Library of Congress launches key module for new copyright records platform
The first public module within the Library of Congress’ new Enterprise Copyright System launched Aug. 1 and lays the foundation for future components intended to support its entire copyright services ecosystem.
Launching the first module, which is known as the Copyright Recordation System (CRS), was the first step in improving and integrating all of the Copyright Office’s technology systems — which also handle copyright registration, public records and internal licensing — into a platform called the Enterprise Copyright System (ECS).
The office is tasked with maintaining records of copyright registration in the U.S., and for more than two years its Office of the Chief Information Officer has worked to replace paper-based processing of copyright ownership transfer requests with a digital submission process.
“What we’re building is really an ecosystem where someone can have an account, and they can actually interact with copyright on multiple services,” Natalie Buda Smith, acting director of digital strategy within OCIO, told FedScoop. “You can register a claim for copyright, you can transfer — all these different activities around it.”
Cloud First development and the use of micro services are key components of the design system used to create the new module.
Buda Smith served as chief of design within the IT Design and Development Directorate for the CRS project, which involved user experience testing early and often. Recordation is a service sought by a specific subset of users when, say, a music catalog is purchased and the rights transferred to a new owner.
Accenture Federal Services supports the library’s ECS UX project with a small team that includes an interaction and service designer and content strategist. Accenture conducted extensive research and stakeholder workshops before reporting its recommendations in fiscal 2021, and is currently focused on making it easier for content creators, examiners, registration staff and leadership to create, edit, manage and push help content instructing ECS users unschooled in copyright law how to navigate the ecosystem.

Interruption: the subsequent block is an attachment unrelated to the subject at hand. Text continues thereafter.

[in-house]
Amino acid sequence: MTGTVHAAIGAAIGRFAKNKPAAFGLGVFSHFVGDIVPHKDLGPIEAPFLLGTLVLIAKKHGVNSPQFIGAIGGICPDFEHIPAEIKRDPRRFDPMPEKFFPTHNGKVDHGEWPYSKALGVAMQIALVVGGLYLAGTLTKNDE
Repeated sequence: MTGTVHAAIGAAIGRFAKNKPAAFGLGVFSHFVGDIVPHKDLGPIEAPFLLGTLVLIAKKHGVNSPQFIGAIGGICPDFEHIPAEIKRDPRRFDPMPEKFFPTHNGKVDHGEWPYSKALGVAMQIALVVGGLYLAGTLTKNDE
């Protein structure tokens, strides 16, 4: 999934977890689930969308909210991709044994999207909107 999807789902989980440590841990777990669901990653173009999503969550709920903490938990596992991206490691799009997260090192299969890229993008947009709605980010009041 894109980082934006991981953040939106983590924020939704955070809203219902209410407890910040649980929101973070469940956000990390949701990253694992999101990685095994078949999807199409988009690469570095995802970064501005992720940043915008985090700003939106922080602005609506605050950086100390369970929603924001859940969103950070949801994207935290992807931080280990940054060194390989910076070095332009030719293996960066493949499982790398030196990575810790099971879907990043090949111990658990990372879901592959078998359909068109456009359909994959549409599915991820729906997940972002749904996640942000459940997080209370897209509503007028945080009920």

“[We created] a single-source-of-truth document, which really helped our content authors store, review and approve help content for each of the application streams that they’re responsible for,” said Jennifer Huppert, visual design manager within AFS’s Digital Studio.
Accenture then used the document to create a prototype for the work detail section of the registration app to optimize components and content.
A separate Accenture team provides quality assurance and testing services and employed virtual users to ensure the CRS app and related servers could handle the traffic expected at launch and beyond.
The Copyright Office started with a small CRS pilot community and scaled to 180 organizations before launch — participants recording more than 8,600 documents — with “a lot” more expected, Buda Smith said. In fiscal 2021, for instance, the office saw nearly 12,000 documents containing titles of more than 950,000 works recorded.
Not only does the recordation system reduce document processing times from several months to weeks, but it features a consistent UX when creating an account or transferring a submission, the ability to ask the Copyright Office questions or engage with it if something is missing, status tracking and notifications, and integrated online payments.
While the Library of Congress has contracts with the big three cloud service providers — Amazon Web Services, Google Cloud and Microsoft Azure — AWS is the sole vendor for CRS.
The Copyright Office continues to add recordation features and plans to incorporate Sections 203 and 305, types of notices of termination, next.
“We don’t see this as a discrete application that we just roll out once and that we look at again in another year,” Buda Smith said. “We use sprints, and we’re constantly improving all these services; so this is a long term program for us.”
Registration, the initiation of a copyright claim, is the “big” module coming in the next few years, she said. But a public records module, letting users look up who owns the rights to a particular work or set, is in beta and on track to become the primary means of searching LoC’s catalog.
A byproduct of the library’s ECS custom design and development work is the onboarding of talent from media companies, consulting firms and other large libraries.
“It’s refreshing in the sense that everyone wants to keep an eye on what’s the latest technology on the horizon,” Buda Smith said. “What’s the best way to work but make it fit for the library?”